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Bullish Grain Market Tone Continues Into The New Year

Canola contracts traded on the ICE Futures Canada platform moved higher during the thin Christmas/New Year’s period, as many participants moved to the sidelines. Farmers had generally shut their bins ahead of the new tax season, helping exaggerate the upward move. Dryness in Argentina, bullish technicals, steady domestic crusher demand, and a rally in CBOT soybeans all provided some underlying support to the Canadian market.

In the U.S., soybeans, corn and wheat all moved higher during the final weeks of 2010 as well, finding some direction from the weather issues in South America and Australia.

North American grain and oilseed prices are trading at their highest levels in over two years in the first days of 2011. While “what goes up will inevitably go down,” for

now many of those bullish factors that took prices higher in 2010 are still there underpinning the agriculture markets.

Weather was a dominant theme of 2010, from flooding in Canada and Australia, to drought in Russia and South America, and even a volcano in Iceland that sent ash up into the atmosphere. The weather always has the potential to be a wild card in the grain markets, but the after-effects of the adverse 2010 conditions will still be felt for some time.

Here in Canada the excess moisture that was the bane of many producers in 2010 will still be causing problems when it comes time to plant the 2011 crops. Fields are saturated and flooding is a possibility once again.

Until spring comes to the Northern Hemisphere, most of the weather-related news will be coming out of South America, where their crops are currently growing. Dryness in Argentina has supported grains and oilseeds prices recently, and traders will continue to watch for any signs of stress on the developing soybeans and corn.

Australia, meanwhile, continues to be plagued by heavy rains in some cropping areas.

On the demand side, a factor to watch in the upcoming year will be China, and how much it is buying. In recent years the country has shown a seemingly insatiable demand for grains and oilseeds, but has also proven to be a wild card on more than one occasion, such as last year when it placed restrictions on Canadian canola infected with blackleg.

DOMESTIC CRUSH INCREASE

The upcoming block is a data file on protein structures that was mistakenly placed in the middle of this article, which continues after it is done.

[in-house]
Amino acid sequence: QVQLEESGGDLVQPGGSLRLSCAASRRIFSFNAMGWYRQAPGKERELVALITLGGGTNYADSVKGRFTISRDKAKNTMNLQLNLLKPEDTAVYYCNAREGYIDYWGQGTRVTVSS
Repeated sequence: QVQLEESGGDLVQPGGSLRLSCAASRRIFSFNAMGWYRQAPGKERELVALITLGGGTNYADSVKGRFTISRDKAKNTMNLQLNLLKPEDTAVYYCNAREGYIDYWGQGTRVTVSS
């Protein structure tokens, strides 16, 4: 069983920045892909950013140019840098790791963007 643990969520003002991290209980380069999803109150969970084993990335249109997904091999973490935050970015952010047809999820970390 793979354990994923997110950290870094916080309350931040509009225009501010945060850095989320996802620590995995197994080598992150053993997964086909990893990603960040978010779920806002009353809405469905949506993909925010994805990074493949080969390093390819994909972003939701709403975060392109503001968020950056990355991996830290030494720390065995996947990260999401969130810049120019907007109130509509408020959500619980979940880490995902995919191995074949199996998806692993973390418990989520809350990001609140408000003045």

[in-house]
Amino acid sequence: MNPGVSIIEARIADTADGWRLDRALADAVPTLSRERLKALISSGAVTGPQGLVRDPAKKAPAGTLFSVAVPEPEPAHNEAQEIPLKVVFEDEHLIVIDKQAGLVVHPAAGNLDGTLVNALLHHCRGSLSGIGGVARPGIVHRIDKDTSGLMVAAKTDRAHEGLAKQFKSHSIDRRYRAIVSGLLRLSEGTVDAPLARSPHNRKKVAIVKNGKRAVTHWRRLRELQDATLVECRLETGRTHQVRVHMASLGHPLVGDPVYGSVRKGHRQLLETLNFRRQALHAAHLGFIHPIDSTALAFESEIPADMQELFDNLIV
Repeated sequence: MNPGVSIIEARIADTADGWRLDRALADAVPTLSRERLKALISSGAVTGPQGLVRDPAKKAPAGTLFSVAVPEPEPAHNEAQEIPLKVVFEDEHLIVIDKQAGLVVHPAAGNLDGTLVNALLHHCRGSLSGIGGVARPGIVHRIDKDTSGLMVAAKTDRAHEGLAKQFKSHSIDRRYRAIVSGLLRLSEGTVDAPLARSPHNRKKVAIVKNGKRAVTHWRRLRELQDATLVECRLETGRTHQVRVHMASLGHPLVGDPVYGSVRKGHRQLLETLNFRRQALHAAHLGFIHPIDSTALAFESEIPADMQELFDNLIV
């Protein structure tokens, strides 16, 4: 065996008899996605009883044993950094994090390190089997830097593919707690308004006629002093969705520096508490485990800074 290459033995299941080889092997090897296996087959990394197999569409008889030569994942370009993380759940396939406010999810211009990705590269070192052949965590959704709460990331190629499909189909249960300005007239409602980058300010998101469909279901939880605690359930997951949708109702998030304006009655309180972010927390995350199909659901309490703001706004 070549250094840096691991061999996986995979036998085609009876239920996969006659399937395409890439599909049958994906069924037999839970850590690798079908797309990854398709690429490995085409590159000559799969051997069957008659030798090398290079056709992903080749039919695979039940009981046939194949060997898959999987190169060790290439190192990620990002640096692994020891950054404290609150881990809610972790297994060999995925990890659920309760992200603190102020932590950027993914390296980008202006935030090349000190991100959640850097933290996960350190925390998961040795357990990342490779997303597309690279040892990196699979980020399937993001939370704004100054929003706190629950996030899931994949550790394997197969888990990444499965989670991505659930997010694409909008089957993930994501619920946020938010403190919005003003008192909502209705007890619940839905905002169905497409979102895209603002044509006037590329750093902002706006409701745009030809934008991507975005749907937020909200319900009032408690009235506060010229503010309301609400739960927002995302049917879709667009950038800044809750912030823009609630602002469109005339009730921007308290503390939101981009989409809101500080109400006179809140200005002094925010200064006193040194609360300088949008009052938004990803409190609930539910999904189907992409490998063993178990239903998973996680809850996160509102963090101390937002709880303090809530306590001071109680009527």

Domestically, Canada has a larger canola crush capacity at the start of 2011, with a number of new projects having come online over the past year. The crushers continue to see some good margins, and will be doing their best to use up that extra capacity.

Global economic issues had an underlying role in the grain markets over the past year, and will likely do the same in 2011. Improving economic sentiment translates into increased demand for commodities, such as grains and oilseeds. However, the economic recovery has been slow in coming to some parts of the world, and ongoing problems in Europe, Asia, and the U.S. could easily sway the speculators in the agricultural markets as well.

Currency fluctuations and interest rates also come to play in the prices seen at the farm level. The Canadian dollar is above parity with its U.S. counterpart at the start of the new year. A stronger Canadian dollar makes the country’s commodities less attractive to export customers. However, a stronger Canadian dollar, often means a weaker U.S. dollar, which will be making U.S. grains and oilseeds more attractively priced to exporters.

Technical signals will also be important to watch going forward, as speculators become larger and larger players in the grain and oilseed markets. The charts in all the major grains and oilseeds were trending higher at the close of 2010, but are also looking vulnerable to some profit-taking. The funds have become bigger players in the agricultural markets in recent years in an effort to diversify their positions, but the grains and oilseeds still make up a very small portion of their overall holdings and what may seem as a minor adjustment to them, could lead to larger price swings in the futures.

Looking ahead, 2011 will come with its own challenges, but many of the issues making the news in 2010 should continue to move the grain markets going forward.

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Forthree-times-dailymarket reportsfromCommodityNews Service,visitICEFutures Canadaupdates”at www.manitobacooperator.ca.

About the author

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Phil Franz-Warkentin - MarketsFarm

Phil Franz-Warkentin writes for MarketsFarm specializing in grain and commodity market reporting.

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